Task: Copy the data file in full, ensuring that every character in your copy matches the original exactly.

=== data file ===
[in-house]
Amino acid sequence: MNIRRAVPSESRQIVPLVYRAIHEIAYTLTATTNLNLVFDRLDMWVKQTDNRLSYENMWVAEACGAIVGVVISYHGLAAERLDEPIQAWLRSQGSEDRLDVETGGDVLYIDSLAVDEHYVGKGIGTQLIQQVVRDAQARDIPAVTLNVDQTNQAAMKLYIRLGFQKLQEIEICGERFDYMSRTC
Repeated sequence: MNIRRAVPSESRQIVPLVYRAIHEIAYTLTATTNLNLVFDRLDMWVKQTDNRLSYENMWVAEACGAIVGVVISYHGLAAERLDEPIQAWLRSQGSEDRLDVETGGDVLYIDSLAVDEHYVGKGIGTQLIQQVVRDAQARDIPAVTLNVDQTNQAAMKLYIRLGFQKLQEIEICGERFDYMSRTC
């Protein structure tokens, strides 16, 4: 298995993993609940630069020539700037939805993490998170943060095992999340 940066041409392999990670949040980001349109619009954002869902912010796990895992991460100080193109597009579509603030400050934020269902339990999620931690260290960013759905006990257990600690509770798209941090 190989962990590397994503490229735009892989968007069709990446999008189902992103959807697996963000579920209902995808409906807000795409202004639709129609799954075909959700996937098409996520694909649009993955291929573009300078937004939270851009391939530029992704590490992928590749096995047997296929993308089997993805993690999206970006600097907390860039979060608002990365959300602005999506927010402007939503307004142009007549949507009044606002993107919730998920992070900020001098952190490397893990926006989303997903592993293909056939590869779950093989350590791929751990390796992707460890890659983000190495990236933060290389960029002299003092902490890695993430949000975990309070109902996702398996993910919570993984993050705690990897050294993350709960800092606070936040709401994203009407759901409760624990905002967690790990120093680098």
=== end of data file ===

[in-house]
Amino acid sequence: MNIRRAVPSESRQIVPLVYRAIHEIAYTLTATTNLNLVFDRLDMWVKQTDNRLSYENMWVAEACGAIVGVVISYHGLAAERLDEPIQAWLRSQGSEDRLDVETGGDVLYIDSLAVDEHYVGKGIGTQLIQQVVRDAQARDIPAVTLNVDQTNQAAMKLYIRLGFQKLQEIEICGERFDYMSRTC
Repeated sequence: MNIRRAVPSESRQIVPLVYRAIHEIAYTLTATTNLNLVFDRLDMWVKQTDNRLSYENMWVAEACGAIVGVVISYHGLAAERLDEPIQAWLRSQGSEDRLDVETGGDVLYIDSLAVDEHYVGKGIGTQLIQQVVRDAQARDIPAVTLNVDQTNQAAMKLYIRLGFQKLQEIEICGERFDYMSRTC
């Protein structure tokens, strides 16, 4: 298995993993609940630069020539700037939805993490998170943060095992999340 940066041409392999990670949040980001349109619009954002869902912010796990895992991460100080193109597009579509603030400050934020269902339990999620931690260290960013759905006990257990600690509770798209941090 190989962990590397994503490229735009892989968007069709990446999008189902992103959807697996963000579920209902995808409906807000795409202004639709129609799954075909959700996937098409996520694909649009993955291929573009300078937004939270851009391939530029992704590490992928590749096995047997296929993308089997993805993690999206970006600097907390860039979060608002990365959300602005999506927010402007939503307004142009007549949507009044606002993107919730998920992070900020001098952190490397893990926006989303997903592993293909056939590869779950093989350590791929751990390796992707460890890659983000190495990236933060290389960029002299003092902490890695993430949000975990309070109902996702398996993910919570993984993050705690990897050294993350709960800092606070936040709401994203009407759901409760624990905002967690790990120093680098």